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DEBRA SOMMERS v. COMMONWEALTH PENNSYLVANIA (01/23/81)

COMMONWEALTH COURT OF PENNSYLVANIA


decided: January 23, 1981.

DEBRA SOMMERS, PETITIONER
v.
COMMONWEALTH OF PENNSYLVANIA, UNEMPLOYMENT COMPENSATION BOARD OF REVIEW, RESPONDENT

Appeal from the Order of the Unemployment Compensation Board of Review in the case of In Re: Claim of Debra Sommers, No. B-170629.

COUNSEL

Richard L. Jacobs, for petitioner.

Steven R. Marcuse, Assistant Attorney General, with him, Richard Wagner, Chief Counsel, and Harvey Bartle, III, Acting Attorney General for respondent.

Judges Mencer, Craig and Palladino, sitting as a panel of three. Opinion by Judge Palladino.

Author: Palladino

[ 56 Pa. Commw. Page 276]

This is an appeal by Debra Sommers (claimant) from an order of the Unemployment Compensation Board of Review (Board), which reversed the referee and denied benefits to claimant pursuant to Section 402(e) of the Unemployment Compensation Law (Act), Act of December 5, 1936, Second Ex. Sess., P.L. (1937) 2897, as amended, 43 P.S. ยง 802(e) (willful misconduct). We affirm the Board.

Claimant was employed in the shoe department of Hills Department Store (Hills) for approximately one month prior to her discharge. On December 13, 1978, claimant was observed by her supervisor while wearing an unpurchased pair of boots belonging to Hills. An investigation ensued resulting in claimant's discharge for the unauthorized wearing of unpurchased merchandise.

The Board made the following pertinent findings of fact:

2. The employer's rules and regulations provided in part that employes were prohibited from unauthorized wearing of any unpurchased merchandise or unauthorized use of any stock merchandise, and that violation of this rule would usually result in disciplinary discharge.

3. The claimant was not aware of this rule prohibiting unauthorized wearing or use of company merchandise.

[ 56 Pa. Commw. Page 2774]

. On December 13, 1978, the claimant wore an unpurchased pair of boots while at work, which boots were obtained by her from the employer's shoe department.

5. When first confronted by store management concerning the boots, the claimant denied that the boots belonged to the employer.

6. The claimant subsequently admitted wearing the boots owned by her employer, and not paying for them.

7. The claimant was discharged for unauthorized wearing of the unpurchased boots.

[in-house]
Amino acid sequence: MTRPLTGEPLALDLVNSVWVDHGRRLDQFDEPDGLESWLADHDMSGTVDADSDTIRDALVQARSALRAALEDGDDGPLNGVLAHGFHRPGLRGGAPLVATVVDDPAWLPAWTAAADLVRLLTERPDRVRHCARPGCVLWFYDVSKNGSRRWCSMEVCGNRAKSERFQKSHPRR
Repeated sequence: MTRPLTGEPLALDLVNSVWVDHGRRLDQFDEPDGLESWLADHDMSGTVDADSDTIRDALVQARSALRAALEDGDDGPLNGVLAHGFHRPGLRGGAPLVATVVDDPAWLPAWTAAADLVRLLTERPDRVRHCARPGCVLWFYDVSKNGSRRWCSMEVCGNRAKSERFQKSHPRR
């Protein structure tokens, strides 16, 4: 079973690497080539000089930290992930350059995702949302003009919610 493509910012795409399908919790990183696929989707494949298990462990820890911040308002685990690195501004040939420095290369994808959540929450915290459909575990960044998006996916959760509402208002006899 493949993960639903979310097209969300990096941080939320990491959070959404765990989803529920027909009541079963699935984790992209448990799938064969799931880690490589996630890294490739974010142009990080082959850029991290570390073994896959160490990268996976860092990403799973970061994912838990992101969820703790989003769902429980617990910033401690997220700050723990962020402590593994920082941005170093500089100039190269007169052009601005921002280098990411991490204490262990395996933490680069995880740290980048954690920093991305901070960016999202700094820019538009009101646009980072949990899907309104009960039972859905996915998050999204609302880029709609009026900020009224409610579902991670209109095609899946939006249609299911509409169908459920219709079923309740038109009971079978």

Based on the above findings, the Board reversed the referee concluding that "the claimant should have known that wearing a pair of unpurchased boots . . . was an act contrary to the best interests of her employer, and an act well below the standards of behavior that her employer had the right to expect from her."

Whether conduct resulting in the discharge of an employee constitutes willful misconduct under the Act is a question of law subject to this Court's judicial review. Pennsylvania Engineering Corp. v. Unemployment Compensation Board of Review, 46 Pa. Commonwealth Ct. 305, 405 A.2d 1387 (1979). While the Act does not define the term "willful misconduct," it is undisputed that numerous decisions of this Court have defined it as:

(1) the wanton and willful disregard of the employer's interest, (2) the deliberate violation of rules, (3) the disregard of standards of behavior which an employer can rightfully expect from his employee, or (4) negligence which manifests culpability, wrongful intent, evil design, or intentional and substantial disregard for the employer's interests or the employee's duties and obligations.

[ 56 Pa. Commw. Page 278]

    support claimant's contention that Hills was guilty of applying a double standard of behavior to its employees. While it is true that the claimant testified that she had seen a co-worker wear unpurchased shoes, both the referee and the Board failed to find that Hills had knowledge of any prior violations of the rule in question.

Considering all the circumstances, we agree with the Board that the claimant should have known that wearing unpurchased boots was contrary to a standard of employee behavior which Hills had a right to expect from all employees. See Bowers v. Unemployment Compensation Board of Review, 43 Pa. Commonwealth Ct. 300, 402 A.2d 308 (1979); and Schooley v. Unemployment Compensation Board of Review, 43 Pa. Commonwealth Ct. 383, 402 A.2d 1109 (1979).

Accordingly, we will enter the following

Order

And Now, January 23, 1981, the order of the Unemployment Compensation Board of Review, Decision No. B-170629, dated March 29, 1979, denying benefits is affirmed.

Disposition

Affirmed.

19810123

© 1998 VersusLaw Inc.



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